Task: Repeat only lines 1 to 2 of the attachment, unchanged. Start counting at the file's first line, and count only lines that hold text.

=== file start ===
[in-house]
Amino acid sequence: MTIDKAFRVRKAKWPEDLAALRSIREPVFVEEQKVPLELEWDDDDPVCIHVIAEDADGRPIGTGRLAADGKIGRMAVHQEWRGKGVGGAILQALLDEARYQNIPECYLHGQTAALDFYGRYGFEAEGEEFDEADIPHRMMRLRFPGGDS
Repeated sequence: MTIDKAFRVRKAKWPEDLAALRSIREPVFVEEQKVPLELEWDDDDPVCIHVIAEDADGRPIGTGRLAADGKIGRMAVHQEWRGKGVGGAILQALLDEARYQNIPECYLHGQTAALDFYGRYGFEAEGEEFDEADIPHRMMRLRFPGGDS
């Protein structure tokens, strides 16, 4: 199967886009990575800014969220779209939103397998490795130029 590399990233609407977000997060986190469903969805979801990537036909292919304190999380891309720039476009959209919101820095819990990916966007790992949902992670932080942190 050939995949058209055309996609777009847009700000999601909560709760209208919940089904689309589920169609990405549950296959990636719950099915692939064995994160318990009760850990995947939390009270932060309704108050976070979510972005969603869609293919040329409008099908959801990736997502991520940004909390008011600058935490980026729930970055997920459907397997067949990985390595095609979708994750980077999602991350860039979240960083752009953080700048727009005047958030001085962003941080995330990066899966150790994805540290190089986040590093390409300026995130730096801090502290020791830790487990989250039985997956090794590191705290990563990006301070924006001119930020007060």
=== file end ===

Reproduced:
[in-house]
Amino acid sequence: MTIDKAFRVRKAKWPEDLAALRSIREPVFVEEQKVPLELEWDDDDPVCIHVIAEDADGRPIGTGRLAADGKIGRMAVHQEWRGKGVGGAILQALLDEARYQNIPECYLHGQTAALDFYGRYGFEAEGEEFDEADIPHRMMRLRFPGGDS